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Author: jennbryant

Heparin Sulfate Arrays to Probe Binding Protein Specificity

Although hundreds of heparan sulfate binding proteins have been identified, and implicated in a myriad of physiological and pathological processes, very little information is known about ligand requirements for binding and mediating biological activities by these proteins. This difficulty results from a lack of technology for establishing structure-activity-relationships, which in turn is due to the structural complexity of natural HS and difficulties of preparing well-defined HS-oligosaccharides. To address this deficiency, we have developed a modular approach for the parallel combinatorial synthesis of HS oligosaccharides that utilizes a relatively small number of selectively protected disaccharide building blocks that can easily be converted into glycosyl donors and acceptors. These compounds can then be employed for the assembly of a wide range of HS-oligosaccharides.
The synthetic HS oligosaccharides are equipped with aminopropyl spacer, which made it possible to attach the compounds to microarray plates having reactive carboxylic acid moieties. The resulting HS oligosaccharide array is being further developed for high throughput screening to establish ligands for HS-binding proteins. In collaboration with several research groups, the synthetic HS-oligosaccharides are also employed as standards to develop mass spectrometry (MS)-based sequencing methods.

TSG-6 Link Module Displays Multiple modes of Glycosaminoglycan Binding

Link modules found in a number of cell surface proteins play important roles in stabilizing the extracellular matrix (ECM) by interacting with glycosaminoglycans (GAGs). However the specificity and geometry of these interactions is poorly defined. Driven by a collaborative project with the Tony Day lab of the University of Manchester, Younghee Park in the Prestegard group has applied forefront NMR methods to characterize binding modes of the link module of TSG-6, the secreted protein product of tumor necrosis factor-stimulated gene-6. A combination of chemical shift perturbation and paramagnetic relaxation enhancement, using defined and chemically modified oligomers of chondroitin sulfate, has identified two different binding sites (one strong and one weak). The second site appears to be formed after GAG induced dimerization of the Link module. The multiplicity of binding sites clearly can promote crosslinking and stabilization of the ECM.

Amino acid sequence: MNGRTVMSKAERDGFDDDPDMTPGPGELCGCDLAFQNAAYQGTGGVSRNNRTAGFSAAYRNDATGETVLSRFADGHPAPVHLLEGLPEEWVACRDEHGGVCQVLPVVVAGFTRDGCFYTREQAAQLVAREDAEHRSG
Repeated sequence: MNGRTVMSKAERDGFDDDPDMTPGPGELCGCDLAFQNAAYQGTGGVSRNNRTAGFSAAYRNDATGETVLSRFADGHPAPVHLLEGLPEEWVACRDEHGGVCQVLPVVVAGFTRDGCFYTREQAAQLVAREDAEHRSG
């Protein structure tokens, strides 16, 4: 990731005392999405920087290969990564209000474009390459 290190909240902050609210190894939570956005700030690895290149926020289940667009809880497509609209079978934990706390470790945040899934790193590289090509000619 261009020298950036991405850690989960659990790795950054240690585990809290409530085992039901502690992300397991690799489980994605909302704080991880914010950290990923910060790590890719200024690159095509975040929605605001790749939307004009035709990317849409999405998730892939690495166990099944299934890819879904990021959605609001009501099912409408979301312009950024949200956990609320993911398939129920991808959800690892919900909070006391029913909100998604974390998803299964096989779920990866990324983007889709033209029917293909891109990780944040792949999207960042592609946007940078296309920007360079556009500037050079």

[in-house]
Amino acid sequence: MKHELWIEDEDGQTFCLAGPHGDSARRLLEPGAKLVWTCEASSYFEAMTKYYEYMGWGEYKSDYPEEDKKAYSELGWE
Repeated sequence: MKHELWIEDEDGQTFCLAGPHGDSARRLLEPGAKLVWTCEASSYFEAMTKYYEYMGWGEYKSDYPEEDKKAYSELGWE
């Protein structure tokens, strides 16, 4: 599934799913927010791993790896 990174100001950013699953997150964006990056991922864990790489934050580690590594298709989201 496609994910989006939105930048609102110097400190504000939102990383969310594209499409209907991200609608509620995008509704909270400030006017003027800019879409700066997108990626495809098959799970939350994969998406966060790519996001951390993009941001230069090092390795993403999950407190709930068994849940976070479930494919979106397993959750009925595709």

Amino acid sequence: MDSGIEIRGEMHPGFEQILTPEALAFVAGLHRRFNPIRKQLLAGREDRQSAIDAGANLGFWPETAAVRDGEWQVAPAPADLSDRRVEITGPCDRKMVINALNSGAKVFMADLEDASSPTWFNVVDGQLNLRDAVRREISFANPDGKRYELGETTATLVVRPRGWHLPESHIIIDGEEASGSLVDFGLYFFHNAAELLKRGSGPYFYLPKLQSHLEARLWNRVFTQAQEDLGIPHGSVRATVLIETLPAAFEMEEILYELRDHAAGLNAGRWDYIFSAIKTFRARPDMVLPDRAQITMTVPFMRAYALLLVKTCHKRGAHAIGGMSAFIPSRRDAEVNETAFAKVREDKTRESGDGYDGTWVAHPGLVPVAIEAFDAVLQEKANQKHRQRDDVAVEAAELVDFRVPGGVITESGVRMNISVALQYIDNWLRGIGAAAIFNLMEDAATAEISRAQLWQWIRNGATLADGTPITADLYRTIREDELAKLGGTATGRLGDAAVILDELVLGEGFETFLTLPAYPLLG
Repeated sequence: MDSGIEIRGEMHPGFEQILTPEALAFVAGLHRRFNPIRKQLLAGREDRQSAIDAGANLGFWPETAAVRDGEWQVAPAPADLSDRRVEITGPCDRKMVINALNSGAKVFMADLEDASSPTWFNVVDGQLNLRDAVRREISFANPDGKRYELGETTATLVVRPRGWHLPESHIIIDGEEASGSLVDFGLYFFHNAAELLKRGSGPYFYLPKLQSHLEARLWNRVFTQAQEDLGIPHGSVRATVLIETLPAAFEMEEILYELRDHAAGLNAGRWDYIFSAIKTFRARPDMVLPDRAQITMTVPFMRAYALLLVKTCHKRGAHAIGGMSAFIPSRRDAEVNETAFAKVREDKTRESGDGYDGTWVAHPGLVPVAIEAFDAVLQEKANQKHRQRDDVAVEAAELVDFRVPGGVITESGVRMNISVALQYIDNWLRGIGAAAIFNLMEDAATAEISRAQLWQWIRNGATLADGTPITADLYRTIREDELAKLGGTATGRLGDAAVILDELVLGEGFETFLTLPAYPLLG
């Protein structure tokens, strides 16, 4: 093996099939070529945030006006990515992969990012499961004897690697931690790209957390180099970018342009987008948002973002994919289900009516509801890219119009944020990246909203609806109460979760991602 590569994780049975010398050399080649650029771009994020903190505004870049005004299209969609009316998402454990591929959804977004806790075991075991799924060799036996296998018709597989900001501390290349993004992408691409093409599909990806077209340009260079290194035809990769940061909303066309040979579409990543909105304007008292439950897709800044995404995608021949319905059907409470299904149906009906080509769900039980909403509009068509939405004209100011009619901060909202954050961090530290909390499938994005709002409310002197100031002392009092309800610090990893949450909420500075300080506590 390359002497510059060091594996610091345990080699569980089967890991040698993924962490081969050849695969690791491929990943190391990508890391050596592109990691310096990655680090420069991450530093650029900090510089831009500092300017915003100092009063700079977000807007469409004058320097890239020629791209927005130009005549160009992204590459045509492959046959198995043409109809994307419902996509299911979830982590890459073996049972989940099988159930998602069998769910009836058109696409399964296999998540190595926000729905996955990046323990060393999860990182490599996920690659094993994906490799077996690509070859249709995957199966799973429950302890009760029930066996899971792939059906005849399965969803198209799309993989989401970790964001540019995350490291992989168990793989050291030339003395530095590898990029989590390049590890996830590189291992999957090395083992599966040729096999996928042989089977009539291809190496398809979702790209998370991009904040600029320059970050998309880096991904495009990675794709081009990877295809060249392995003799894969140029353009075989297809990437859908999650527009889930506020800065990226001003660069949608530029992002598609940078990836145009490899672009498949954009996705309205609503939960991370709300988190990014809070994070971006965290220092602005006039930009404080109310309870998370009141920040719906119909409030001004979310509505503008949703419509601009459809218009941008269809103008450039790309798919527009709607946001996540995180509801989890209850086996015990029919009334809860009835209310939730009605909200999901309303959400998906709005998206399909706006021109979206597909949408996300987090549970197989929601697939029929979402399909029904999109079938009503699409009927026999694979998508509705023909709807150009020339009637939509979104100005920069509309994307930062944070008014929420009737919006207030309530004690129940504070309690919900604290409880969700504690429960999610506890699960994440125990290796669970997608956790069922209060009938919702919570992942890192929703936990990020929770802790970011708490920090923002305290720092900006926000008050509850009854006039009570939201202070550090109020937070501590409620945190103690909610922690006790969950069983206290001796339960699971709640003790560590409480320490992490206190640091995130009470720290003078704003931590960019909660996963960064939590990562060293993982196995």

Red and black ellipses on overlaid 1H-15N HSQC spectra, collected with increasing amounts of the hexameric chondroitin sulfate oligomer, show chemical shift patterns characteristic of fast and slow exchange. Fast and slow exchange residues are highlighted in red and blue respectively on the structure.